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California's SAT scores drop; reading and math below national average

09/26/2012

Silicon Valley Mercury News - September 25, 2012

California high school seniors' SAT scores dropped last year, reflecting a national trend of lower scores on the college-entrance exam.

Students of California's class of 2012 who took the three-part exam during high school scored an average of 495 in critical reading, 512 in math and 496 in writing, a three- or four-point drop in each area.

California students scored slightly lower than the national averages of 496 in reading and 514 in math, but higher than the national average of 488 in writing.

National scores have been falling for seven to nine years, depending on the subject area.

But a bright spot in the report, released Monday by the College Board, the private organization that administers the test, is that California's participation rate in the SAT continued its steady rise. Exactly half of public school seniors -- and 55 percent of all California seniors -- took the SAT during high school, a 2-percentage-point increase from last year and an 8-percentage-point rise over 10 years.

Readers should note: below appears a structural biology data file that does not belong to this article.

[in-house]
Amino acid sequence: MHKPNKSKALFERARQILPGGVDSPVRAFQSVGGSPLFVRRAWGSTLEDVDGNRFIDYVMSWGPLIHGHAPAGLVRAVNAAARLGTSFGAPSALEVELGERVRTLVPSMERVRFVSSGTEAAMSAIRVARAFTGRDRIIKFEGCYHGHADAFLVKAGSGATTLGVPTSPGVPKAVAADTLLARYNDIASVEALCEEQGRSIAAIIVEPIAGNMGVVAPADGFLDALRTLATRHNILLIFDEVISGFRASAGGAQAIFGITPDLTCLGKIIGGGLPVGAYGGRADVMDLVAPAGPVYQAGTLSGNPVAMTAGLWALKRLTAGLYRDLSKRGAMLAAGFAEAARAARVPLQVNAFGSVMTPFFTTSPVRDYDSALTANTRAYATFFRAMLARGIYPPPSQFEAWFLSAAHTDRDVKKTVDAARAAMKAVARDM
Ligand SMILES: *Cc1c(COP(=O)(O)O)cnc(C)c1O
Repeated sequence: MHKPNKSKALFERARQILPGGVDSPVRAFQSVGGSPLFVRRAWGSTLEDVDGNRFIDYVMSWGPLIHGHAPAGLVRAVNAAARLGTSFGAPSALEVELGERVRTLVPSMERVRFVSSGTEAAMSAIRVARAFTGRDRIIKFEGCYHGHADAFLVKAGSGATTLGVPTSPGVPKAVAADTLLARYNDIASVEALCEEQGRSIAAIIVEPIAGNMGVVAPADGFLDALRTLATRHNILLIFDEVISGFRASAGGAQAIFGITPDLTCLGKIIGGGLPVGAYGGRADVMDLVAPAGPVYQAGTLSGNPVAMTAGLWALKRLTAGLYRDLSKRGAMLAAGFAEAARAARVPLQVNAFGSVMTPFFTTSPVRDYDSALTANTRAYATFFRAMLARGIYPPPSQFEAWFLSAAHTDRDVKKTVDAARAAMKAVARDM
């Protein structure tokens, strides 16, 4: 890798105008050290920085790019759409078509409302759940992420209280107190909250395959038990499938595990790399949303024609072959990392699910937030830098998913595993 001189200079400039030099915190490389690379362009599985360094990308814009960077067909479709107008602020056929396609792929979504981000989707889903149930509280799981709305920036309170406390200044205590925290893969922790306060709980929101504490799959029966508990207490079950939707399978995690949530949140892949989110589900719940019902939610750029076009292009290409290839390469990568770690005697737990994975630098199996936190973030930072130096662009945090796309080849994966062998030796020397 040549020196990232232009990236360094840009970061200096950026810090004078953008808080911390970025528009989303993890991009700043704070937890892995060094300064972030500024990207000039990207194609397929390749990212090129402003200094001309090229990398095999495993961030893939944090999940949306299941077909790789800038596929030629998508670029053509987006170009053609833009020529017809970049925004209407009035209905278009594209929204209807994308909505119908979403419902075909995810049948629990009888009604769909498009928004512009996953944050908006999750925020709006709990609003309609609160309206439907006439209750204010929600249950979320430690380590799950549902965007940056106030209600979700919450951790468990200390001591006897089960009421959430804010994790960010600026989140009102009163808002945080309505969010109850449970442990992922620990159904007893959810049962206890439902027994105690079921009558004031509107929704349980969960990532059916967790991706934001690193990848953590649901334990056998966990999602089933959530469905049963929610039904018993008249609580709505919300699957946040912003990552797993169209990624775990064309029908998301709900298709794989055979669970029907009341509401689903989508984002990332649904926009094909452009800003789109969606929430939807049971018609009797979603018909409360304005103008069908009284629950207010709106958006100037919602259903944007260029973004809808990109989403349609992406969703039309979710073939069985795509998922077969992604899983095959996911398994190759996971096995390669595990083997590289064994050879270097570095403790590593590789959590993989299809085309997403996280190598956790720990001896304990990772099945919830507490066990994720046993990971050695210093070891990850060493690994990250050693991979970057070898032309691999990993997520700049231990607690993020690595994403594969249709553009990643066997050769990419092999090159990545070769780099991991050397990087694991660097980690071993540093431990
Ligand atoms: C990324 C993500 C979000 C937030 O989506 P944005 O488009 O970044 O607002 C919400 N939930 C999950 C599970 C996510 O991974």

Among states, California scored higher in math than only 17 other states, but many of those states have far lower participation rates. For example, Illinois students scored about 100 points higher in all three subjects than did California students, but only 5 percent -- versus California's 55 percent -- of Illinois students took the SAT.

For the first time, Latino students in California public schools represented a larger percentage of test-takers than did any other ethnic group -- an indication that more are taking college prep courses. In the state's class of 2012, 36 percent of those taking the SAT were Latino, 29 percent were white, 22 percent were Asian and 7 percent were African-American.

The maximum score on each section of the SAT is 800 points. The College Board estimates that only 43 percent of the class of 2012 graduated high school prepared enough to be likely to succeed in college. That estimate is based on how many students scored at least 1550, out of a possible 2400, which indicates they have a 65 percent likelihood of achieving at least B-minus average during their freshman year in a four-year college.